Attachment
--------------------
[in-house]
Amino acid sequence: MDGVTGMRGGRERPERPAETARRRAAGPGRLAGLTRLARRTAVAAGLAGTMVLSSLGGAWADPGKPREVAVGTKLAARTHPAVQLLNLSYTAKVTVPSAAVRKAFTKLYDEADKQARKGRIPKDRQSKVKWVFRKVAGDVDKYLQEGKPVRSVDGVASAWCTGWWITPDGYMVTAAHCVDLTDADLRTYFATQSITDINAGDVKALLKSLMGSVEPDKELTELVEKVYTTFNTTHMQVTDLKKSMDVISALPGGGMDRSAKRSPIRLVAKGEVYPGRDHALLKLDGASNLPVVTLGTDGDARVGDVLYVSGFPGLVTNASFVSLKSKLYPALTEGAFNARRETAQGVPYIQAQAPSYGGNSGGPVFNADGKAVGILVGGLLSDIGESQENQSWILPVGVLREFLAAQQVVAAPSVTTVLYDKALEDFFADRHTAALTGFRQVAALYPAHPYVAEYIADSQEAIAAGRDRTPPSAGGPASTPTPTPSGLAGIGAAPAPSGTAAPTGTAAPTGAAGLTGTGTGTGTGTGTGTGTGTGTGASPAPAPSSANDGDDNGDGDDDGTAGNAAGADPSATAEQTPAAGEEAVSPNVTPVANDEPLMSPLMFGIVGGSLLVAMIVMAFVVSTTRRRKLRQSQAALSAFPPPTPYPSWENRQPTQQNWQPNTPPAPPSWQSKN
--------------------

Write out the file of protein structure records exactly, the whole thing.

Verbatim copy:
[in-house]
Amino acid sequence: MDGVTGMRGGRERPERPAETARRRAAGPGRLAGLTRLARRTAVAAGLAGTMVLSSLGGAWADPGKPREVAVGTKLAARTHPAVQLLNLSYTAKVTVPSAAVRKAFTKLYDEADKQARKGRIPKDRQSKVKWVFRKVAGDVDKYLQEGKPVRSVDGVASAWCTGWWITPDGYMVTAAHCVDLTDADLRTYFATQSITDINAGDVKALLKSLMGSVEPDKELTELVEKVYTTFNTTHMQVTDLKKSMDVISALPGGGMDRSAKRSPIRLVAKGEVYPGRDHALLKLDGASNLPVVTLGTDGDARVGDVLYVSGFPGLVTNASFVSLKSKLYPALTEGAFNARRETAQGVPYIQAQAPSYGGNSGGPVFNADGKAVGILVGGLLSDIGESQENQSWILPVGVLREFLAAQQVVAAPSVTTVLYDKALEDFFADRHTAALTGFRQVAALYPAHPYVAEYIADSQEAIAAGRDRTPPSAGGPASTPTPTPSGLAGIGAAPAPSGTAAPTGTAAPTGAAGLTGTGTGTGTGTGTGTGTGTGTGASPAPAPSSANDGDDNGDGDDDGTAGNAAGADPSATAEQTPAAGEEAVSPNVTPVANDEPLMSPLMFGIVGGSLLVAMIVMAFVVSTTRRRKLRQSQAALSAFPPPTPYPSWENRQPTQQNWQPNTPPAPPSWQSKN